BEIJING, March 15 (Xinhua) -- Western media reports began to suggest Friday that Malaysia Airlines flight MH370 missing for nearly a week was deliberately flown hundreds of miles off course, deepening suspicions of piracy and foul play among investigators.
Analysis of Malaysian military data shows the plane diverted from its settled route and flew west, using airline flight corridors normally employed for routes to the Middle East and Europe, the Chicago Tribune quoted sources familiar with the investigations as saying.
This indicates that the plane was either being flown by the pilots or someone with knowledge of waypoints on the routes, said the source.
The latest evidence suggests the plane did not experience a catastrophic incident over the South China Sea. Some experts believed that one of the pilots or someone else with flying experience hijacked the plane or committed suicide by plunging the jet into the sea, the Associated Press said Friday.
Adding the speculation that someone was flying the aircraft, the New York Times on Friday quoted sources familiar with the investigation as saying that the plane experienced significant changes in altitude after losing contact with ground control, and altered its course more than once.
In another development, Inmarsat, a British satellite telecommunications company, said on Friday that its network had received signals from the missing flight.
In a very brief statement, Inmarsat said: "Routine, automated signals were registered on the Inmarsat network from Malaysia Airlines flight MH370 during its flight from Kuala Lumpur."
"This information was provided to our partner SITA, which in turn has shared it with Malaysia Airlines," the statement said.
BBC also reported on Friday that a satellite system operated by Inmarsat received an automated signal from flight MH370 at least five hours after the plane was reported lost.
That could mean that the plane may have been flying for more than five hours after it disappeared, according to the BBC report.
Xinhua contacted the London-based company, but Mario Lehmann, an official from Inmarsat declined to comment, saying the company has been listed as an independent investigator.
A classified analysis of electronic and satellite data conducted by the U.S. and Malaysian governments calculates that the missing flight likely crashed either in the Indian Ocean, or in the Bay of Bengal, according to a CNN report on Friday.
One flight path suggests the plane may have crashed into the Bay of Bengal off the coast of India, and the other it traveled southeast and crashed in the Indian Ocean, according to the analysis.
Yet another theory is taking shape about what might have happened to the missing plane: Maybe it landed in a remote Indian Ocean island chain, the report said.
The theory based on analysis of radar data revealed Friday suggests that the plane wasn't just blindly flying northwest from Malaysia, the report said.
Meanwhile, a U.S. Navy vessel and a surveillance aircraft have been en route to an expanded search area for the missing plane, including the Andaman Sea and the Bay of Bengal Friday.
"At Malaysia's request, the USS Kidd is north of the Strait of Malacca, in what we are calling the western search area," said Pentagon spokesman Army Col. Steven Warren on Friday.
For China's part, the China Maritime Search and Rescue Center said Friday that it will expand the search area for the missing jet in the coming days.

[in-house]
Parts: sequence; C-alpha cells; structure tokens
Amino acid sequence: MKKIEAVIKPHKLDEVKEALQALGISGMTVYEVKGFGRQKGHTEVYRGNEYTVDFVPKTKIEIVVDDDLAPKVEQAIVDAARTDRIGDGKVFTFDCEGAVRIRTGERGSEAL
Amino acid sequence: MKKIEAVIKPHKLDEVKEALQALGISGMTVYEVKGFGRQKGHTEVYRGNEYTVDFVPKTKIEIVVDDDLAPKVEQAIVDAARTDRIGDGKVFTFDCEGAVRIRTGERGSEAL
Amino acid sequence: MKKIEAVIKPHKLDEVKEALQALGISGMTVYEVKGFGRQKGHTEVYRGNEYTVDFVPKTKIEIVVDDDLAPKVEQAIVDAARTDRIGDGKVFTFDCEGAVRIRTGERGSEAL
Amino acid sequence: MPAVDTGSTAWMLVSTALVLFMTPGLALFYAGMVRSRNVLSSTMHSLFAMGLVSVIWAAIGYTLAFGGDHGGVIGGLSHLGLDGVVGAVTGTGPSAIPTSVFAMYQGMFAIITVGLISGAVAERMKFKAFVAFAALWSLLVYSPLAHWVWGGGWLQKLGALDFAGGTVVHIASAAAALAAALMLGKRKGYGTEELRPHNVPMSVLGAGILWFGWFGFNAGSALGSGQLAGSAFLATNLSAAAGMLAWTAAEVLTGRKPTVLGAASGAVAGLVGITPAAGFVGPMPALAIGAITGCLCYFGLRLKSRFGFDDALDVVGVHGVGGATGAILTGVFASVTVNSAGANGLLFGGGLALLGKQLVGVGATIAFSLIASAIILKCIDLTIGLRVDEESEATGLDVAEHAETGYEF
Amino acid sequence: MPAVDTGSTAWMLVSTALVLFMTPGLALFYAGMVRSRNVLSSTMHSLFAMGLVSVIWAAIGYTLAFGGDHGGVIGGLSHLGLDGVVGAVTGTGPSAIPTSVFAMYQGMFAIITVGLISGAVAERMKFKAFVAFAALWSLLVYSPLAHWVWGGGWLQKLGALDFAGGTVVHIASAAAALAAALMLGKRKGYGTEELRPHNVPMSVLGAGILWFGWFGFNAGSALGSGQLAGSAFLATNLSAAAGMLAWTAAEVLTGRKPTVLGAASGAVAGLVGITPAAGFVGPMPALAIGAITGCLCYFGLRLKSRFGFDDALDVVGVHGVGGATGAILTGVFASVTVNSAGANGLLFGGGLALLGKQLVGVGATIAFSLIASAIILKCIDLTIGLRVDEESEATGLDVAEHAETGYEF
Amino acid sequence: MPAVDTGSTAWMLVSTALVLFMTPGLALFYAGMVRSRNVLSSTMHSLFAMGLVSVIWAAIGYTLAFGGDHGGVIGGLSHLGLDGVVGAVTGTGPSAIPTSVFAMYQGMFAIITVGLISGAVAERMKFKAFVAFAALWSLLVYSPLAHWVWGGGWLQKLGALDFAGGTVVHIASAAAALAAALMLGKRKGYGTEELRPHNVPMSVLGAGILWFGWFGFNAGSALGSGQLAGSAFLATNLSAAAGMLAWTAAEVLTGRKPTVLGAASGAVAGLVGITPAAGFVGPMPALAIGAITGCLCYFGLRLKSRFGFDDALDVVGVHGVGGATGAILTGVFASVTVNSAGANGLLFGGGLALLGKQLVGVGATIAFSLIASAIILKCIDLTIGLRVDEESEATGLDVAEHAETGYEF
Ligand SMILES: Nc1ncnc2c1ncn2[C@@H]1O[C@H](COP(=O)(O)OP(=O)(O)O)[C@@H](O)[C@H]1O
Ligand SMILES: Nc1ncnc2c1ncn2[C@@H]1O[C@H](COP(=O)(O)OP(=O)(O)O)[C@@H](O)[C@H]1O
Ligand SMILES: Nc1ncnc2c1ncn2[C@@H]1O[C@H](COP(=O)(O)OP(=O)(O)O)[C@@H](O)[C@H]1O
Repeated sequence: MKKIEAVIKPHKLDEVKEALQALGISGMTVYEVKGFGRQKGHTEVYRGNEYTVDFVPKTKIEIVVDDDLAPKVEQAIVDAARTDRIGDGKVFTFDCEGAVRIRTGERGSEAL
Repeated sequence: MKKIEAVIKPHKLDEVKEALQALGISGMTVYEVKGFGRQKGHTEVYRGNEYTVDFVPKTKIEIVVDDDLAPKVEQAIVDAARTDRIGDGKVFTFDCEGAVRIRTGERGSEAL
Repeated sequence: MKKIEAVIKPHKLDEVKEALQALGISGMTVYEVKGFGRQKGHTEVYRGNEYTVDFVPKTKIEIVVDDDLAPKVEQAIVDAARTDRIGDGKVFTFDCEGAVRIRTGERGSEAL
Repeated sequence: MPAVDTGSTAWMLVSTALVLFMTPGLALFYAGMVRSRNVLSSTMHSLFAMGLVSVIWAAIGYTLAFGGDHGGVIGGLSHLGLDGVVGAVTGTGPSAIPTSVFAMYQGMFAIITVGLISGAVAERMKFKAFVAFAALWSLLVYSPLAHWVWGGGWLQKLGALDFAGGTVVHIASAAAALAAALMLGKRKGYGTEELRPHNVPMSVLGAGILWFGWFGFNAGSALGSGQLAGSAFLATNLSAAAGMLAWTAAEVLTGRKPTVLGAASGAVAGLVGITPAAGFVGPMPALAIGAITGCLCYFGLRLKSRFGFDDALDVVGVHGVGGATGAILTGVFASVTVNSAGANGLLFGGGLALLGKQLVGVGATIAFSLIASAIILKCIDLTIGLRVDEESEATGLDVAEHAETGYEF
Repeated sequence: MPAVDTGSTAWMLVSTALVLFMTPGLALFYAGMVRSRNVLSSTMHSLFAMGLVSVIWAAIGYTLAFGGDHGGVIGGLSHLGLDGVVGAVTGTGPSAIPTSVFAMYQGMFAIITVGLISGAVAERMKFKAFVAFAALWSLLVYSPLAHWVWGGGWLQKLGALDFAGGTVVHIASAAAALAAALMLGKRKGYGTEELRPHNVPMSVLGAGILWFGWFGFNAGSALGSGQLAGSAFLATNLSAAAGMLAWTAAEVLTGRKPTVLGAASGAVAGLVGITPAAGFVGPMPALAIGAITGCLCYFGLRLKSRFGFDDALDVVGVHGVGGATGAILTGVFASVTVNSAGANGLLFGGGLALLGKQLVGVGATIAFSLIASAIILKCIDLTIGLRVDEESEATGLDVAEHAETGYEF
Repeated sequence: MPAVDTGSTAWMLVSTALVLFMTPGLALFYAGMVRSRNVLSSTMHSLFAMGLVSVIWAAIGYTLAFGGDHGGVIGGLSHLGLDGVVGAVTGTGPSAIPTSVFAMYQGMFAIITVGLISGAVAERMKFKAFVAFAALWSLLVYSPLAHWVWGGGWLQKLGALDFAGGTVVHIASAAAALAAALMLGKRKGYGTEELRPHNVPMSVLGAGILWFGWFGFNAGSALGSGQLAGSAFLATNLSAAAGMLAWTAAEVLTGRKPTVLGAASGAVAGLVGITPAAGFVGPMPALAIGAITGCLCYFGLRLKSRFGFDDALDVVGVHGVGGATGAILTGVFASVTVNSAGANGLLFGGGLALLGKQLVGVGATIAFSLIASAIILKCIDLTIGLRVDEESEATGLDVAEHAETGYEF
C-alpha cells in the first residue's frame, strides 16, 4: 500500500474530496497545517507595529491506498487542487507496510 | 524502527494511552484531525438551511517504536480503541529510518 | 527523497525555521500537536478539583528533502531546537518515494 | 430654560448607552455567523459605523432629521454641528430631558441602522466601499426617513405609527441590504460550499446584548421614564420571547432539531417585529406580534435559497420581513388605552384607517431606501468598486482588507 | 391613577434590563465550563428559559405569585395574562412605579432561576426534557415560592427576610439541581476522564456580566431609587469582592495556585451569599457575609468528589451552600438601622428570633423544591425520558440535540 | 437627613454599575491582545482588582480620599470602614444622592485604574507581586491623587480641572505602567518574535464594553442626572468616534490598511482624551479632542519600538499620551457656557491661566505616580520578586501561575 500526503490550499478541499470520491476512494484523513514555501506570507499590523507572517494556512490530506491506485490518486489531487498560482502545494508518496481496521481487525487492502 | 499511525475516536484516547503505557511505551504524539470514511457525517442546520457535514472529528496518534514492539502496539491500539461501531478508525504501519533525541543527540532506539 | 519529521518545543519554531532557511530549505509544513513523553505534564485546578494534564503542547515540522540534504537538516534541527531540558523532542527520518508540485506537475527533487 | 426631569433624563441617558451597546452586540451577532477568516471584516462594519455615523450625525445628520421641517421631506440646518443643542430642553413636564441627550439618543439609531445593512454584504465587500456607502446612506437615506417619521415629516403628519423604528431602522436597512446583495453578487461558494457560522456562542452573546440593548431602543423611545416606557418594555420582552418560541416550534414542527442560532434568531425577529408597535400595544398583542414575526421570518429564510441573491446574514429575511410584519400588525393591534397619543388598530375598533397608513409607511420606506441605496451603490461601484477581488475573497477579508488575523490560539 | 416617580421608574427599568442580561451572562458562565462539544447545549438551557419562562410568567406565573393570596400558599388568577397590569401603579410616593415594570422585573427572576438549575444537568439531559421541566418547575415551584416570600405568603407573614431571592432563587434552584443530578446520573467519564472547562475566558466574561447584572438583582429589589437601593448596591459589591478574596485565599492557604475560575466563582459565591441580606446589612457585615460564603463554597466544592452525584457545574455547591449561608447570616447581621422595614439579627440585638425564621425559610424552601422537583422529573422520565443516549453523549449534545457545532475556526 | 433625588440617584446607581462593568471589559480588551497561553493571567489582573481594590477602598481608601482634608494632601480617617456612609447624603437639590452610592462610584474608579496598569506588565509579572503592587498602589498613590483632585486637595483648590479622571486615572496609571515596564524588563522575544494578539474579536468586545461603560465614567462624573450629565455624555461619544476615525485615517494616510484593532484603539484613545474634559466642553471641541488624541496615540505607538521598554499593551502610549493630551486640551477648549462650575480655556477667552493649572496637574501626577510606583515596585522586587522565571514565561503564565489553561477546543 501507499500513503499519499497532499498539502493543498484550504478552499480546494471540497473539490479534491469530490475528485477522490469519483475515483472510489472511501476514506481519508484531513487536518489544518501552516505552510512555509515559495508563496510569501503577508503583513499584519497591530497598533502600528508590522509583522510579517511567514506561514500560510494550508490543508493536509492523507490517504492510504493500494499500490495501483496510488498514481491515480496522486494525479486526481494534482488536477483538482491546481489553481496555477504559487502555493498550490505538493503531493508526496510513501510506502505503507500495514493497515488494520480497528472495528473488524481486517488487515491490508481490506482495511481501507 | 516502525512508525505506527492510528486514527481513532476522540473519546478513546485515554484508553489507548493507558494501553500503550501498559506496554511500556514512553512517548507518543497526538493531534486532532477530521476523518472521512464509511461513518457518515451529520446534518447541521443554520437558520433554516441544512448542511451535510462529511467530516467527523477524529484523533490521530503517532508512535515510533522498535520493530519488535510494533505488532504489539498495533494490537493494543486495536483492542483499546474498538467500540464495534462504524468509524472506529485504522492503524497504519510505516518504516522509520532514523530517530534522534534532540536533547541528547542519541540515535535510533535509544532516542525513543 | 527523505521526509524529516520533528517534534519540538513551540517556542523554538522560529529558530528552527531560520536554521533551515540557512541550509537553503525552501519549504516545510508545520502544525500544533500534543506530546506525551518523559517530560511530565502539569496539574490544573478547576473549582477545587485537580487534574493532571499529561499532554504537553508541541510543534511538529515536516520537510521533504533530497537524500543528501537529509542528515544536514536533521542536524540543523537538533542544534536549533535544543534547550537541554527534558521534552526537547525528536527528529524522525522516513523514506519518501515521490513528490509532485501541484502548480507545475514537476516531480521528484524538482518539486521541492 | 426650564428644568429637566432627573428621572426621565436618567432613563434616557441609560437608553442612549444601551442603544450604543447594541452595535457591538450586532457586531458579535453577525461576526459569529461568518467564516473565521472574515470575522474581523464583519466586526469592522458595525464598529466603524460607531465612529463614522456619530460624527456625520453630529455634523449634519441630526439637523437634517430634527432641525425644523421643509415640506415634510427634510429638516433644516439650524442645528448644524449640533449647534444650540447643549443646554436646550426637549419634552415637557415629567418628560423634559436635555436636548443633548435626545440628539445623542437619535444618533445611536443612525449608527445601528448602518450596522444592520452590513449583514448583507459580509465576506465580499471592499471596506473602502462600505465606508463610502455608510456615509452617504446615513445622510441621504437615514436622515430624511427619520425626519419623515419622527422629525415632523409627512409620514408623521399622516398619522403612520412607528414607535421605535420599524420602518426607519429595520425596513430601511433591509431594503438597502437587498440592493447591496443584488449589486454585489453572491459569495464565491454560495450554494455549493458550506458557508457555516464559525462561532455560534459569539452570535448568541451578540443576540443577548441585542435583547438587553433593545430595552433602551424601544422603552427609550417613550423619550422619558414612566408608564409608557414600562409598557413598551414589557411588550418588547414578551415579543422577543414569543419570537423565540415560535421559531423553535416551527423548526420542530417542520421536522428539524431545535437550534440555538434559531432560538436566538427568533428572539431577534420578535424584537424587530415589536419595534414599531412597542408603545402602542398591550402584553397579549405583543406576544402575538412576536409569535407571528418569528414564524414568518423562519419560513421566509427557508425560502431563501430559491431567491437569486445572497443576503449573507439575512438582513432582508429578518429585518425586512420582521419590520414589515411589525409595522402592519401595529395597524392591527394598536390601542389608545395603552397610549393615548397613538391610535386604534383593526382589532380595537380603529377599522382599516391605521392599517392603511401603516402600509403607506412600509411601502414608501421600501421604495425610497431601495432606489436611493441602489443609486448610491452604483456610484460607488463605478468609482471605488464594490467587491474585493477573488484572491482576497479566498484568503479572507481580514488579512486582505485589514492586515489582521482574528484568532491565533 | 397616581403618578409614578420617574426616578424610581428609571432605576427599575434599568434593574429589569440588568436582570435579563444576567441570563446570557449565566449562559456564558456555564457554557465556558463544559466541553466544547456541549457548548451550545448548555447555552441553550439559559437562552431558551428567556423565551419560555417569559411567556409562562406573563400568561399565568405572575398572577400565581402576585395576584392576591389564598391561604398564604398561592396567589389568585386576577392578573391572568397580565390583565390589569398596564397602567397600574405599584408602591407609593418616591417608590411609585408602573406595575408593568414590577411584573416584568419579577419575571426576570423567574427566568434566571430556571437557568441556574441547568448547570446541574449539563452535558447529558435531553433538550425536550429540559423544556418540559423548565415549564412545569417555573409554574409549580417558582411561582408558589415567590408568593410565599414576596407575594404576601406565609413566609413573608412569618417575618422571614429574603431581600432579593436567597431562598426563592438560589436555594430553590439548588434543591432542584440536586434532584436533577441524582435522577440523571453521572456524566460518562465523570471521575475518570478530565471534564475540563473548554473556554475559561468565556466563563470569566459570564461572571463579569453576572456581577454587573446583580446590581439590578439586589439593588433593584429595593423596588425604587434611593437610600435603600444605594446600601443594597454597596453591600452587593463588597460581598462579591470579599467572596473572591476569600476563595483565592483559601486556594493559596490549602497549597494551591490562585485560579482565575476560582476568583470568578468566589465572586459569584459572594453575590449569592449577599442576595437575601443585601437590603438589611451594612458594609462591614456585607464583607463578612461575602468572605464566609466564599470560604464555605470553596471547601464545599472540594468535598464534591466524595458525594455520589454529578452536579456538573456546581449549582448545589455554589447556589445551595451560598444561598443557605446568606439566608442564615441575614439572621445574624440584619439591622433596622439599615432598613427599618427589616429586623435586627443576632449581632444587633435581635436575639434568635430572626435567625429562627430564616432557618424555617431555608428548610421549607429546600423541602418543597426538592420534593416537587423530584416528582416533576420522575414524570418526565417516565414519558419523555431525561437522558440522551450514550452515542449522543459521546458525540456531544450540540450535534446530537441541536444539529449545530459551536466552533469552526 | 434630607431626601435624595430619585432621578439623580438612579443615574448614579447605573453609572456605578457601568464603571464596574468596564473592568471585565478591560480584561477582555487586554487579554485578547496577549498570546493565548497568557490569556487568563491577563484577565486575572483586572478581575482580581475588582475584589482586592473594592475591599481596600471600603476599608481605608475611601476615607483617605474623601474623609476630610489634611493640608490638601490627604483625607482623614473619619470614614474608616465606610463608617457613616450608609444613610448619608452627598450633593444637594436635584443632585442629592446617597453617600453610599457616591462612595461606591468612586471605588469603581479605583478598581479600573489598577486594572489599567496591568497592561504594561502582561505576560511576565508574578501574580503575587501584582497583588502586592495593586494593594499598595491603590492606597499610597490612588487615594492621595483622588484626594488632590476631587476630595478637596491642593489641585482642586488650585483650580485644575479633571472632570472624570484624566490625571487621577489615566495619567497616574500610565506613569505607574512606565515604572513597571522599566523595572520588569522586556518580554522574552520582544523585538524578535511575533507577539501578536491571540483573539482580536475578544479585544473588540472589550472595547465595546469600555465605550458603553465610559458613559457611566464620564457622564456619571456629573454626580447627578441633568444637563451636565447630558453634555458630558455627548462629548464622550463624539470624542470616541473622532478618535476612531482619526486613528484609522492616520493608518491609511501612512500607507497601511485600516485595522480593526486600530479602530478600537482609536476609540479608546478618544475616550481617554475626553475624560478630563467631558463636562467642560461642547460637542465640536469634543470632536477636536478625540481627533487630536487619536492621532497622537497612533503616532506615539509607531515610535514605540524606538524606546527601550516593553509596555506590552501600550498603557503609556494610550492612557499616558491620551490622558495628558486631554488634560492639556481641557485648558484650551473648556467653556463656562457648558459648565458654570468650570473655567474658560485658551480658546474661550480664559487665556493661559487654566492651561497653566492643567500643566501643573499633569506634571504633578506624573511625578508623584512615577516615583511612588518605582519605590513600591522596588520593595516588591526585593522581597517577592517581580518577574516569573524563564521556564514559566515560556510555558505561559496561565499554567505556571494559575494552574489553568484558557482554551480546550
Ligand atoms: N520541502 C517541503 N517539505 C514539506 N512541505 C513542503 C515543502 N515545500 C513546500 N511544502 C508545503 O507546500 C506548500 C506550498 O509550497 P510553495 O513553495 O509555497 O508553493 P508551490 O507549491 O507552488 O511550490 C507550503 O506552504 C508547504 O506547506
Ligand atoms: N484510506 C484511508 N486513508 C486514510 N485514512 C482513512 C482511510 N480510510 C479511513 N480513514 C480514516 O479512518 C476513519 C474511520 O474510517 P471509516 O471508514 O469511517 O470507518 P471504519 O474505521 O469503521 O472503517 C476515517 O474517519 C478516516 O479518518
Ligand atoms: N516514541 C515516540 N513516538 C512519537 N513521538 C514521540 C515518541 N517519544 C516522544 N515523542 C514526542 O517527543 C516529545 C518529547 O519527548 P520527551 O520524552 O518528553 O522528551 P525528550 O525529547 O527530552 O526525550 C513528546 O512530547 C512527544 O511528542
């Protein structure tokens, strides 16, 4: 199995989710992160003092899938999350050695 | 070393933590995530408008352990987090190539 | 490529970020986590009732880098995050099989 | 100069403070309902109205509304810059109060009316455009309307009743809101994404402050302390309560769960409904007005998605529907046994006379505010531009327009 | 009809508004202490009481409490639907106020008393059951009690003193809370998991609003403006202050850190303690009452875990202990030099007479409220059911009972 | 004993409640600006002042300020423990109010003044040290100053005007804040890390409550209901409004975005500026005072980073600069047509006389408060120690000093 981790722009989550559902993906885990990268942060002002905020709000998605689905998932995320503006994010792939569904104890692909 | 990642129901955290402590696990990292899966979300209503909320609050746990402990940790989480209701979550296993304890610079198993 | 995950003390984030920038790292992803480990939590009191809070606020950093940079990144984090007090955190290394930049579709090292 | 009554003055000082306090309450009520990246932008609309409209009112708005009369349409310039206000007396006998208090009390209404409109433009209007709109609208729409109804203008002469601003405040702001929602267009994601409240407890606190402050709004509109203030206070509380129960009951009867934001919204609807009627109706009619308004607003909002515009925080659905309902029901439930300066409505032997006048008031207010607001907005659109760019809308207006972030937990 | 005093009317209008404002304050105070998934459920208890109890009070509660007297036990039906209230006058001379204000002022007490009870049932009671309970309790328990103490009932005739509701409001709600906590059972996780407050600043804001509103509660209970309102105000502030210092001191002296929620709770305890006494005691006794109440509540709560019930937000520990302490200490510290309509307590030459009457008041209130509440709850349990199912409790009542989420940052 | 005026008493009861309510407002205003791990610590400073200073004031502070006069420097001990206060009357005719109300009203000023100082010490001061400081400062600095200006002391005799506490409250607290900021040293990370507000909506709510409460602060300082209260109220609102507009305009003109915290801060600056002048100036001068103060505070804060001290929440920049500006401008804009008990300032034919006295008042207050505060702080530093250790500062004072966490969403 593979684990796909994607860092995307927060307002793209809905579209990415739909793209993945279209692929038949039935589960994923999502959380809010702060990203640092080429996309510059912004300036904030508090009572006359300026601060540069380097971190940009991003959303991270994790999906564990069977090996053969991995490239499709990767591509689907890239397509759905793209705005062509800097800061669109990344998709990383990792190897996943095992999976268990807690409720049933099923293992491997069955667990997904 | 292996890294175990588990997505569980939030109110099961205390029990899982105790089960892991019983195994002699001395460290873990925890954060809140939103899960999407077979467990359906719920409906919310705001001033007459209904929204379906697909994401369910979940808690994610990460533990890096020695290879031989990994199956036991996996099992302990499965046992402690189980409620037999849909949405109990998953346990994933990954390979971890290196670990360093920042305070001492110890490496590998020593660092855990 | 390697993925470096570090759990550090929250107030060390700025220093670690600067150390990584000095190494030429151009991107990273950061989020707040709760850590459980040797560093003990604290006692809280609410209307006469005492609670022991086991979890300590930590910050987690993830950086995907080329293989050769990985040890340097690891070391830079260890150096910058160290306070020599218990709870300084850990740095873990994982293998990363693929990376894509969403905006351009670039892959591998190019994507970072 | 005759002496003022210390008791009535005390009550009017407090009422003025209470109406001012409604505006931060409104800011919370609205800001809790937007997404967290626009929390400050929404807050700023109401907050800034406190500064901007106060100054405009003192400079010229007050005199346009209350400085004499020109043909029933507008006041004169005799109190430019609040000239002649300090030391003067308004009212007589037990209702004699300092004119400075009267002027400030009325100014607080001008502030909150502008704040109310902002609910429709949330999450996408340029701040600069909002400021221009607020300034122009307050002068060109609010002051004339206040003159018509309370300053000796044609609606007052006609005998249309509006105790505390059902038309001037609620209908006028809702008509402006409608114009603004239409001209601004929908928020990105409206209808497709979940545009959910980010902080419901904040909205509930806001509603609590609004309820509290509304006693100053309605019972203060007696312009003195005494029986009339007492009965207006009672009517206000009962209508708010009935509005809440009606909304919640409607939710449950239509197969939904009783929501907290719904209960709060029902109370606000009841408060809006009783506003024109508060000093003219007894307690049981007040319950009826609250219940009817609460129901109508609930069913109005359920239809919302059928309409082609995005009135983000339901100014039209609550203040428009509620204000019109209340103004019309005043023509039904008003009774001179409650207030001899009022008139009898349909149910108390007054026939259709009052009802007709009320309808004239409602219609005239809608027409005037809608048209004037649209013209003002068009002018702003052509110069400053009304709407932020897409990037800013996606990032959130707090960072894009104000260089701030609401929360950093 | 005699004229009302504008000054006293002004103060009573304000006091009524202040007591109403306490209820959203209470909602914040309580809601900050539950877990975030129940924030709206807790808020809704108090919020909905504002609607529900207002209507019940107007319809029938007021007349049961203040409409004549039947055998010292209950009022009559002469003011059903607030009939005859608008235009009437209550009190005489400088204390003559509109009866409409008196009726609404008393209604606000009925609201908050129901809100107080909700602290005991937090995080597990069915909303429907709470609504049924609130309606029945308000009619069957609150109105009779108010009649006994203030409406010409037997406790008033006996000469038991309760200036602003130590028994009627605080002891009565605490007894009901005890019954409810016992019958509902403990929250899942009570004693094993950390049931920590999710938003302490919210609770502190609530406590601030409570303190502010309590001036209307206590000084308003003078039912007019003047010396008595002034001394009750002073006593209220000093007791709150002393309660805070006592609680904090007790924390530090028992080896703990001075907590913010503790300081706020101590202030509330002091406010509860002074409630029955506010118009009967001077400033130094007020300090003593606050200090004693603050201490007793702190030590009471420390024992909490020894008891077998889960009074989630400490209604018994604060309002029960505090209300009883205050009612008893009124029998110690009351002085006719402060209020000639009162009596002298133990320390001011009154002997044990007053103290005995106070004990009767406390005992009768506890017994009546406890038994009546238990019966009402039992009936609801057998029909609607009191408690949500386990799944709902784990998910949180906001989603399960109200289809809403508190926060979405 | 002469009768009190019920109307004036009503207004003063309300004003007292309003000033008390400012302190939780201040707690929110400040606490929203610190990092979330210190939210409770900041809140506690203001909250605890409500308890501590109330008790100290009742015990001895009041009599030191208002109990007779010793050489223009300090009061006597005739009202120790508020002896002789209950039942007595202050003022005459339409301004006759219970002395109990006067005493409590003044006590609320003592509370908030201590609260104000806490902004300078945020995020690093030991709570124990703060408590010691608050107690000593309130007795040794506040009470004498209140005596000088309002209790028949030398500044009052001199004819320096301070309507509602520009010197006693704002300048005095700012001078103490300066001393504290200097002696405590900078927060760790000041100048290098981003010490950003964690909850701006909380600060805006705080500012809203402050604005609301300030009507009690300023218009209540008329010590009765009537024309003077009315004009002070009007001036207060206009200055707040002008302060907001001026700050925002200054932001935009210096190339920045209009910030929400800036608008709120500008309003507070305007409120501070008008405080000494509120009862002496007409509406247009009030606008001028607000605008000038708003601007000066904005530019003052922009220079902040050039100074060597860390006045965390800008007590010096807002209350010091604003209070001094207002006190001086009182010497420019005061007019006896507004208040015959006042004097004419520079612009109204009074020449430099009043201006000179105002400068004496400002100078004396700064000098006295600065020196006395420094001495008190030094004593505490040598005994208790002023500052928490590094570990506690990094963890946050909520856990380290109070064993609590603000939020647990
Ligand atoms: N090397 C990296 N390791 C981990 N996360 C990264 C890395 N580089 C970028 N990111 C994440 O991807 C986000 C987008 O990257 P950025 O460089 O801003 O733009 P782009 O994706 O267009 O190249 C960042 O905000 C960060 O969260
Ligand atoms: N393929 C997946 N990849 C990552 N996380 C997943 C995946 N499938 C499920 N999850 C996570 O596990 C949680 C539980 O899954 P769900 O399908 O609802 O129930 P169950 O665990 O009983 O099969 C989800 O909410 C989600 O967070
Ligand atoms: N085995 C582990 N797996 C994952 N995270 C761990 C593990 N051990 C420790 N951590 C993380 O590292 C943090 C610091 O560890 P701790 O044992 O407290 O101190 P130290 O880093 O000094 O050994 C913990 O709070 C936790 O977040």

The search will be expanded to the east and west, with intensive search in the east region and enhanced efforts in the southeast from Saturday.
It will also augment logistics support and arrange search rotations of different vessels, said He Jianzhong, director of the center.
Eight Chinese vessels had searched 70,078 square km of the sea's surface as of 18 p.m. Friday, covering 6,846.3 square km of waters underneath. No confirmed debris has been found.
Flight MH370, a Boeing 777-200ER, suddenly disappeared from radar screen on its way to Beijing last Saturday shortly after taking off from Kuala Lumpur. The plane was carrying 227 passengers and 12 crew, including 154 Chinese.
So far, massive search and rescue operations have failed to find any trace of the plane.
Search expands westward for missing MH370 jet, India launches land hunt in Andaman, Nicobar
BEIJING, March 14 (Xinhua) -- India has intensified its search operation for the missing Malaysia Airlines MH370 passenger jet by scouring the uninhabited islands in Andaman and Nicobar, Indian officials said on Friday.
Harmit Singh, spokesman for India's air force, navy and army command, said India began a land search using Dornier planes, but nothing had been spotted as of Friday afternoon. Full story
Malaysia Airlines: Conflicting information arises through search for truth
BEIJING, March 14 (Xinhua) -- Conflicting information about flight MH370 results from looking for the truth, a senior executive with Malaysia Airlines told Xinhua Friday.
Malaysia Airlines is a commercial airline and some searches were initiated by the government which does not report to the airline. "They didn't tell us which ship was in which area," said Hugh Dunleavy, commercial director of Malaysia Airlines in an interview with Xinhua.Full story
Commentary: Why the big silence on missing flight?
BEIJING, March 14 (Xinhua) -- While technology today can track a truck on a highway every second along its way, it seems bizarre that a widebody jet can just vanish, with neither signal nor trace of wreckage.
After almost a week, there is some evidence to indicate that flight MH370 may have flown westward for a few hours after it disappeared from radar scenes. Signals automatically and instantaneously transmitted via satellite back to ground control took a week to reach the public.Full story